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Weekly Economic Commentary | May 17, 2024

Rival Inflation Measures

However we measure inflation, we see an incomplete recovery.

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By Ryan Boyle

Last week, we discussed the ways that inflation measures can be selectively interpreted to fit a narrative.  Readers of that article raised an even simpler question: Why are there multiple readings of inflation in the first place?

In the U.S., there are two leading gauges.  The consumer price index (CPI), published by the Bureau of Labor Statistics, garners attention (in part) because it is more timely, usually published two weeks after the end of the month.  The Bureau of Economic Analysis follows a fortnight later by issuing a price index based on personal consumption expenditures (PCE). 

A major distinction between the two is their treatment of substitution.  Price indices reflect a weighted average of goods and service costs which aim to reflect the spending of a median household.  The CPI basket is rebalanced only annually (a recent upgrade from a cycle of every two years).  The PCE weights are adjusted every month, based on actual spending.  When consumers change their behavior, PCE rebalances quickly.

The Federal Reserve also prefers PCE because it is more comprehensive, capturing a wider set of prices paid by more consumers.  PCE can be restated as more information is collected, while CPI is only revised to account for seasonal factors.

Neither measure is a full account of all spending. They are built from different Census Bureau aggregations that approximate total economic activity. The PCE is derived from business surveys such as the Monthly Retail Trade Survey and Quarterly Services Survey.  This gives the PCE a more complete view of business transactions. The CPI utilizes the Consumer Expenditure Survey, which polls a sample of households.  Assembling the CPI requires interviews and self-monitoring that are prone to under-reporting of activity.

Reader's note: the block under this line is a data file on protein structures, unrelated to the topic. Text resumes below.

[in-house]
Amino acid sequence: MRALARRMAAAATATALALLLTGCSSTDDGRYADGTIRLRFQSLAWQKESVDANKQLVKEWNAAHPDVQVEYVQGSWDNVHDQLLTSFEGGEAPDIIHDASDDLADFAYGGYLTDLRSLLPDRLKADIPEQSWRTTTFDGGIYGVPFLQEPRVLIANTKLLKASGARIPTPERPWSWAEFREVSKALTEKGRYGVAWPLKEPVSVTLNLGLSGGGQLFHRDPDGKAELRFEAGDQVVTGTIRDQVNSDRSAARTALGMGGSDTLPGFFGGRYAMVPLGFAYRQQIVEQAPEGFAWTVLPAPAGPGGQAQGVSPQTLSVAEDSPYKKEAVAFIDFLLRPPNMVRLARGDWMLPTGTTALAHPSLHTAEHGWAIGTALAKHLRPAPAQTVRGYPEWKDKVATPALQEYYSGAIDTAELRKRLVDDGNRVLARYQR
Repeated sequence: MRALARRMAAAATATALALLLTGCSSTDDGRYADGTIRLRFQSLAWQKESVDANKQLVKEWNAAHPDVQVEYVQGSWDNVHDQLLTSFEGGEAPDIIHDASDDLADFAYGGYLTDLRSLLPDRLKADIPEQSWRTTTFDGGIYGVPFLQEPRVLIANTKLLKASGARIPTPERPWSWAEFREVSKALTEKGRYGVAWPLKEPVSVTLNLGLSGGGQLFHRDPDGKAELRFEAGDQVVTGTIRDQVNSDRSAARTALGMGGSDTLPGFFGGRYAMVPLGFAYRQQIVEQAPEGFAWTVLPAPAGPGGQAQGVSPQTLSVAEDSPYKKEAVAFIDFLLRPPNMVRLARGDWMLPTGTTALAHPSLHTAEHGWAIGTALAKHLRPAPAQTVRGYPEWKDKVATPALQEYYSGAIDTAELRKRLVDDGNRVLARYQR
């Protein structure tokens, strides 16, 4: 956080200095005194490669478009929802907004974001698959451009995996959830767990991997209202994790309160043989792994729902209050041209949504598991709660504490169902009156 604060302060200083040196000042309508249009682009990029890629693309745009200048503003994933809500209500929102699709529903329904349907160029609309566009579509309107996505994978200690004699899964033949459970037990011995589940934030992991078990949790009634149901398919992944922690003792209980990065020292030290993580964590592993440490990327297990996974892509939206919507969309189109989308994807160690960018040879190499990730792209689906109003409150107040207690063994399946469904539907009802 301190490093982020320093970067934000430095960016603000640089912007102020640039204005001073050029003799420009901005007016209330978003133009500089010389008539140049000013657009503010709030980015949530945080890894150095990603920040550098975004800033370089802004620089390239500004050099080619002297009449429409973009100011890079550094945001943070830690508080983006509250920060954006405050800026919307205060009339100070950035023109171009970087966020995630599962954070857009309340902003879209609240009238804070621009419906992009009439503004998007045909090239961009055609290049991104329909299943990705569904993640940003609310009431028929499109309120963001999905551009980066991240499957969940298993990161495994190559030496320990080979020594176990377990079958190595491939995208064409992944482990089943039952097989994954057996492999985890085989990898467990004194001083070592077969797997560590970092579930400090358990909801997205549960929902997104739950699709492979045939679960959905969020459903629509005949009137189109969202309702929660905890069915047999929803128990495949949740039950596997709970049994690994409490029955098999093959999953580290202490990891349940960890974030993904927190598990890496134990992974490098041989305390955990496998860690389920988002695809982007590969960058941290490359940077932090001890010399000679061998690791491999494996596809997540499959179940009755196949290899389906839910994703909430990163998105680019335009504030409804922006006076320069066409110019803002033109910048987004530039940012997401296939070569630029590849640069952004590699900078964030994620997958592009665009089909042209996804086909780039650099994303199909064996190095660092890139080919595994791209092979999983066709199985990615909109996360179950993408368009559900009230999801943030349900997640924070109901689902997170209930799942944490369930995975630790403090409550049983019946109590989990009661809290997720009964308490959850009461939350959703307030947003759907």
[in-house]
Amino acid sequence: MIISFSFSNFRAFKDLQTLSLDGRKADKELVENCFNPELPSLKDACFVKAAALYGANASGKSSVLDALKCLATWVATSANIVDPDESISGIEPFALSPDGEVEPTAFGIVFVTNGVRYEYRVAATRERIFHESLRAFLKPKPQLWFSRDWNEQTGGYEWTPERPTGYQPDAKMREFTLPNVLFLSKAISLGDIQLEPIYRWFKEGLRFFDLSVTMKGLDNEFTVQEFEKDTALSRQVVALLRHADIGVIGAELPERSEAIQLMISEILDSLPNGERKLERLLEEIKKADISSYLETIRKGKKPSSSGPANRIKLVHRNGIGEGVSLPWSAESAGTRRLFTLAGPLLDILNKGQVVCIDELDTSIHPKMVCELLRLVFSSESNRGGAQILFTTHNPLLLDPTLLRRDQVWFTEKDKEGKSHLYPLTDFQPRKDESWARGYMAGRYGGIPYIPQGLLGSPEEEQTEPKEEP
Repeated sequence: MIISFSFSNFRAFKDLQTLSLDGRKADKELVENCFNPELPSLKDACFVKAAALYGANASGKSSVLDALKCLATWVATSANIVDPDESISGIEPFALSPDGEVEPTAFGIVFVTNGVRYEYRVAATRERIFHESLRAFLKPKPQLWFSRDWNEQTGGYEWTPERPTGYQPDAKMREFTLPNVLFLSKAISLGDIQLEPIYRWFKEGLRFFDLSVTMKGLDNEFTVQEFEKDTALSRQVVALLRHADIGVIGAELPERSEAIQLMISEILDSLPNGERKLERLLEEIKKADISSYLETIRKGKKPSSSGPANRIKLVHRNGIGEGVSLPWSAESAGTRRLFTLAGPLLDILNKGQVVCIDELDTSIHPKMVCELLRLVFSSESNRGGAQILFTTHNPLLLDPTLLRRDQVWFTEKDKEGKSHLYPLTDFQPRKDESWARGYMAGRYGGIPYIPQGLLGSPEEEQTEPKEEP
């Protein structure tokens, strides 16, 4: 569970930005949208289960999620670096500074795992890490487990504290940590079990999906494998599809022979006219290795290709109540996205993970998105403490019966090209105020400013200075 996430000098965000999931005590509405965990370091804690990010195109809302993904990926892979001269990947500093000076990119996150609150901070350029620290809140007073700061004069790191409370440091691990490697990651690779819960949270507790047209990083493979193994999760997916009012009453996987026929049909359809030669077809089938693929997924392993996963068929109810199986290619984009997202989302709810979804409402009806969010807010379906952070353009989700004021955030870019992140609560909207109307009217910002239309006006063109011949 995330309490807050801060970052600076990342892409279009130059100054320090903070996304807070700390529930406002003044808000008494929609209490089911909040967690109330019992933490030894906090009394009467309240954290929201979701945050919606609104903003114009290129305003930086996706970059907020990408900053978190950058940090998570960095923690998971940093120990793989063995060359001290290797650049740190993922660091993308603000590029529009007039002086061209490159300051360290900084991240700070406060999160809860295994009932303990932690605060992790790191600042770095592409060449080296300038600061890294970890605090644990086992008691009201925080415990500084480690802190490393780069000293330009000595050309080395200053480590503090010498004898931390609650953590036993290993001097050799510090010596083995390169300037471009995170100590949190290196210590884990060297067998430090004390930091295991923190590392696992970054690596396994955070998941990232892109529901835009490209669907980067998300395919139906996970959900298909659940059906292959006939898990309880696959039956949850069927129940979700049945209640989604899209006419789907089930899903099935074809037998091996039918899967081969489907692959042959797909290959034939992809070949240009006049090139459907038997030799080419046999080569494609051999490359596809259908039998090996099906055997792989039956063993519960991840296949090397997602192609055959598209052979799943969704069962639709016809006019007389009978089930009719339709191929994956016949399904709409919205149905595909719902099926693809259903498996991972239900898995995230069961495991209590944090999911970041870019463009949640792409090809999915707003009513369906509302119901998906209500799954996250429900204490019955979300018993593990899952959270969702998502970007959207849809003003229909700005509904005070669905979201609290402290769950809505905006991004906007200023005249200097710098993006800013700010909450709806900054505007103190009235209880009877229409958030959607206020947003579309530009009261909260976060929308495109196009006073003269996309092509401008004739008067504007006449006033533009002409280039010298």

Inflation measures are best understood as trends with a wide scope.

The differing approaches yield different component weights, which can lead to widely different trends.  The cost of shelter is notoriously difficult to approximate, and CPI is more sensitive to that category.  The sources also differ in some of their methods and assumptions.  Several of CPI’s more volatile categories stand out for having a different approach than PCE:

  • Healthcare: PCE includes all medical goods and services purchased by employer-provided health insurance to approximate the cost of healthcare.  CPI reflects households’ out-of-pocket purchases of medical goods and uses sector profits as a proxy for insurance costs.
  • Airfare: CPI examines a fixed set of air routes, while PCE uses airline passenger revenues and miles traveled.
  • Used vehicles: CPI tracks auto dealers’ reported sale prices of a sample of used vehicles, while PCE uses dealers’ wholesale and retail sales data to impute price trends.





In normal times, the two indices track each other closely.  In intervals of high inflation, however, they diverge.  Inflationary bouts change our behavior; as an example, high cattle costs motivate consumers to buy less beef and more pork and poultry.  PCE reflects this kind of substitution, leading to a more subdued outcome. 

At present, core (ex-food and energy) PCE of 2.8% stands much closer to the 2% inflation target than CPI’s 3.6%.  Both show inflation in a better state now than it was in 2022.  But by any measure, the journey to stable prices still has a long way to go.


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